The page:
The singer-songwriter on following up his number one album, pre show nerves and working with Nile Rodgers.
Your last album reached No 1, so do you feel pressure with new record, Europiana?
I never thought in a million years the last album would go to No 1. We worked very hard to get to where it got – not to be No 1, just to be heard. It’s hard to work hard right now, and I don’t know if that will affect how the music is heard. I think it will take longer for things to be known. I fear the world today with the way things come and go – it’s terrifying putting so much work into something and it just comes and goes, so I hope this album has life, as it has the potential to lift up in hard times.
What’s the idea behind Europiana?
Most of my 20s, my dream was to be an American singer-songwriter – I was so influenced by ’60s American music and thought I’d be in Laurel Canyon with a pick-up truck. In my 30s, I realised that’s not who I am – I was born in London and spent summers in the Mediterranean, where my family is from, and was influenced by music there. I think fatherhood made me realise how strong my roots are, because you want your children to have some of it. I wasn’t playing Americana music to them, it was Italian music, and I became more honest about my identity. Hopefully playing this album makes the listener feel like they’re on holiday. People ask if it’s political but no, it’s celebrating European culture and everything we have in common, not our differences.
How did Nile Rodgers get involved?
I was writing in the studio with a friend, Mark Ralph, and I said it would be great to have some Nile Rodgers-style guitar in this part, and he said we could ask him. So we got in touch and I explained the concept – when he understood it, he gave me the courage to see it through. European music changed drastically in the last 50 years and Nile is such a big reason for that. Until the ’60s, European music was very crooner-esque, melodic and storytelling, but when disco went from underground to mainstream in the ’70s and collided with European songwriting, it led to these incredible disco grooves with thought-out songs over them. That’s how we got the likes of Julio Iglesias and Abba, and it lives on in Phoenix and Daft Punk today.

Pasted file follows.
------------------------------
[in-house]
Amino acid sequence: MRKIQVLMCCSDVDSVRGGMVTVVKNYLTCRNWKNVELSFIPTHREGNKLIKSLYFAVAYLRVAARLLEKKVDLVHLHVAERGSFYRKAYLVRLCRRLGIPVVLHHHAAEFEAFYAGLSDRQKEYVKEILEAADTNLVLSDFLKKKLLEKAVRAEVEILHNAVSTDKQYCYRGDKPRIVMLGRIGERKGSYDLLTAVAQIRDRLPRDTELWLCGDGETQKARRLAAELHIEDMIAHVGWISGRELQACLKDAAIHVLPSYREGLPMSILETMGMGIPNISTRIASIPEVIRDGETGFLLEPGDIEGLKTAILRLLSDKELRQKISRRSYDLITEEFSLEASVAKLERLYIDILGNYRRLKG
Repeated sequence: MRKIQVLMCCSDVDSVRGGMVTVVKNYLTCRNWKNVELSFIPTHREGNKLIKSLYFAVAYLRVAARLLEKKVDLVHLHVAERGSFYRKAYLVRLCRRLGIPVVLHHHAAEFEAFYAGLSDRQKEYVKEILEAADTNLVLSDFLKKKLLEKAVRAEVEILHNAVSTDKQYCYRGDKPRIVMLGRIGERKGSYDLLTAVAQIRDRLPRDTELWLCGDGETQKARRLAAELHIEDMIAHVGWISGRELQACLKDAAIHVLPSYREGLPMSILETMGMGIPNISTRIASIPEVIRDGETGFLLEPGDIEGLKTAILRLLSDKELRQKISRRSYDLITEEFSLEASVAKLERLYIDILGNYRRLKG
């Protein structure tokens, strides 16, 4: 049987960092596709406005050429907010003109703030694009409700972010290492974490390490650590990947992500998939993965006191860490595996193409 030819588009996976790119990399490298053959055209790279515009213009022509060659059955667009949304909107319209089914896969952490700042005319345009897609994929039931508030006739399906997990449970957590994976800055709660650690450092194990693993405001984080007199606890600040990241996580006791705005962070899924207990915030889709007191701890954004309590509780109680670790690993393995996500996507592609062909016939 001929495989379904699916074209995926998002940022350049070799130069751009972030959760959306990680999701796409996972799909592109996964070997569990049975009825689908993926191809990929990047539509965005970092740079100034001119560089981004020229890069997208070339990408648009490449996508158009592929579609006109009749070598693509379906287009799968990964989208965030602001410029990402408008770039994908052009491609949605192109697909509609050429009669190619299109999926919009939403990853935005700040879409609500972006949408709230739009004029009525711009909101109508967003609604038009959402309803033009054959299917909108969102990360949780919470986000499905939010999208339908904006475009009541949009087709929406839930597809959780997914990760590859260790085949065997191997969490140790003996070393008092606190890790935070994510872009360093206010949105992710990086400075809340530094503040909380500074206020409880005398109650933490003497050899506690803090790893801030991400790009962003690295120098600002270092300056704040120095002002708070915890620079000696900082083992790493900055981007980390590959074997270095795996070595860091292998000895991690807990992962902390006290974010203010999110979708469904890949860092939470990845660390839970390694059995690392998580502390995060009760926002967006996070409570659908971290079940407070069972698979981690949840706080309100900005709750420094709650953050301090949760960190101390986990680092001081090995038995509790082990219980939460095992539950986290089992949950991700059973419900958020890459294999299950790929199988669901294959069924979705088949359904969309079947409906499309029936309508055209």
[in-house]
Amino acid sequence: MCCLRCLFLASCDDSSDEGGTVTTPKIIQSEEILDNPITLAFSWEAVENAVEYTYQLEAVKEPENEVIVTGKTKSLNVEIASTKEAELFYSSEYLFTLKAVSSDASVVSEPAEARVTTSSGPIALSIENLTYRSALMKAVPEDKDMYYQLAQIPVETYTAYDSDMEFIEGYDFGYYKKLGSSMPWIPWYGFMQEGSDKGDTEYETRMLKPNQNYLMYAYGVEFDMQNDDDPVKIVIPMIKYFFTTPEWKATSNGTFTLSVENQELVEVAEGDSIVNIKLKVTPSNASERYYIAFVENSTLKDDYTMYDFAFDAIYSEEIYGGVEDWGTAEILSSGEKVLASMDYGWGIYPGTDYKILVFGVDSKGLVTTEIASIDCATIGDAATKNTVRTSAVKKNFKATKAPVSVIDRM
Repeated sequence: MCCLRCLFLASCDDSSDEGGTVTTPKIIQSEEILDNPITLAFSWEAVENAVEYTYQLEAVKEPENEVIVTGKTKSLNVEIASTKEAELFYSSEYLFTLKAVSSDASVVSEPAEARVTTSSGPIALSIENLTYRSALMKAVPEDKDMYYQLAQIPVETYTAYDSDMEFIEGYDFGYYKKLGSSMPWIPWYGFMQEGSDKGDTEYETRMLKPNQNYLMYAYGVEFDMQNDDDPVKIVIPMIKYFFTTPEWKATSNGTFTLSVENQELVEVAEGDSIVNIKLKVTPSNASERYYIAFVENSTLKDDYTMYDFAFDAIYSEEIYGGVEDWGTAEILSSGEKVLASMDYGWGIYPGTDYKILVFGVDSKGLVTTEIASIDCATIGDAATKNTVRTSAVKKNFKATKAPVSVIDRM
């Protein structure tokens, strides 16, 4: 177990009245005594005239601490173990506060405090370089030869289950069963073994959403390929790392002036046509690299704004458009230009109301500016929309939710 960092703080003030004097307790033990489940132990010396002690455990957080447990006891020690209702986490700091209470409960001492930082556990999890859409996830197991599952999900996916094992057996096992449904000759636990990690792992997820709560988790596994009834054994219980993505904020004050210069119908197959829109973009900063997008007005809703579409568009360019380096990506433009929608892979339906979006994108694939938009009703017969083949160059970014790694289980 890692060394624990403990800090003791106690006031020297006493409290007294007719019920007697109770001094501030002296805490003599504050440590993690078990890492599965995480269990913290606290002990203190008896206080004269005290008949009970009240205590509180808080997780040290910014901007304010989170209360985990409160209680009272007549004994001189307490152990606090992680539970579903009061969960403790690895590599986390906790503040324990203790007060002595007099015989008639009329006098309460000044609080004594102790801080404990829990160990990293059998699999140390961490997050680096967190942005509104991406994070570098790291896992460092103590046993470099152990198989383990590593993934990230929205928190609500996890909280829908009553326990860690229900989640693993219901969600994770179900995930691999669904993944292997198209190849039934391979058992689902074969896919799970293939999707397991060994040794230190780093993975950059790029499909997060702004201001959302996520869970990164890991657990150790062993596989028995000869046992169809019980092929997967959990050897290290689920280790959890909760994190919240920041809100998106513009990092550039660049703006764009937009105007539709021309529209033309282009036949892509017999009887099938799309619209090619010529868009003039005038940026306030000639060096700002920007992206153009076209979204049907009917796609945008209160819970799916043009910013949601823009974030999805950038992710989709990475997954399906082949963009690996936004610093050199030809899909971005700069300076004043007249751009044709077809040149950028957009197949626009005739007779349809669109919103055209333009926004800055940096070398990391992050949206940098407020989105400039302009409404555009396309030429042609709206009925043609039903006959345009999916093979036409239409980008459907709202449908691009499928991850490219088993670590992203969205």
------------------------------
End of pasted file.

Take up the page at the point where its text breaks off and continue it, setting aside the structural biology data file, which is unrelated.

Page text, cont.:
What was Nile like to work with?
He’s become a bit of a mentor. He has this sense of familiarity – he knows we all grew up listening to him and so he’s used to people reaching out as if they know him. He does the same, which is lovely. He acts like he knows you and makes you feel at home, and that’s why he still is where he is today.
How did you write and record during the pandemic?
It was mostly written at home. At the start of lockdown, I was writing about loneliness and fear, but I knew that wasn’t something I’d want to sing about, so I created the idea of Europiana. When we were allowed to work together, some of the band would come to my house. But I didn’t want it to be a writing session, I wanted to have a fun night and create a soundtrack to it. We recorded for 10 days in Abbey Road, then the third lockdown kicked in. Just when I thought the album was going to hit a wall, we were allowed to work again, and I went to the studio and finished it.
Are you missing live shows?
It’s surprised me how much I have. I was doing it so much and might have taken it for granted. I’m not surprised I missed the camaraderie – when touring you’re connecting with people, and I miss that.
You headlined Wembley Arena on your last tour. How was it?
Five minutes before going on, I became terrified we’d be caught out, that the crowd would realise we didn’t know what we were doing. When we walked off afterwards, I’ve never felt so much pride in the band and team, as I realised this is where those guys belong and we can pull it off. The hardest thing after the last album and Wembley was, now what? Wembley felt like the end of one chapter, so I wanted to start a new adventure, and this album is it.
Jack Savoretti’s new album, Europiana, is released on Friday
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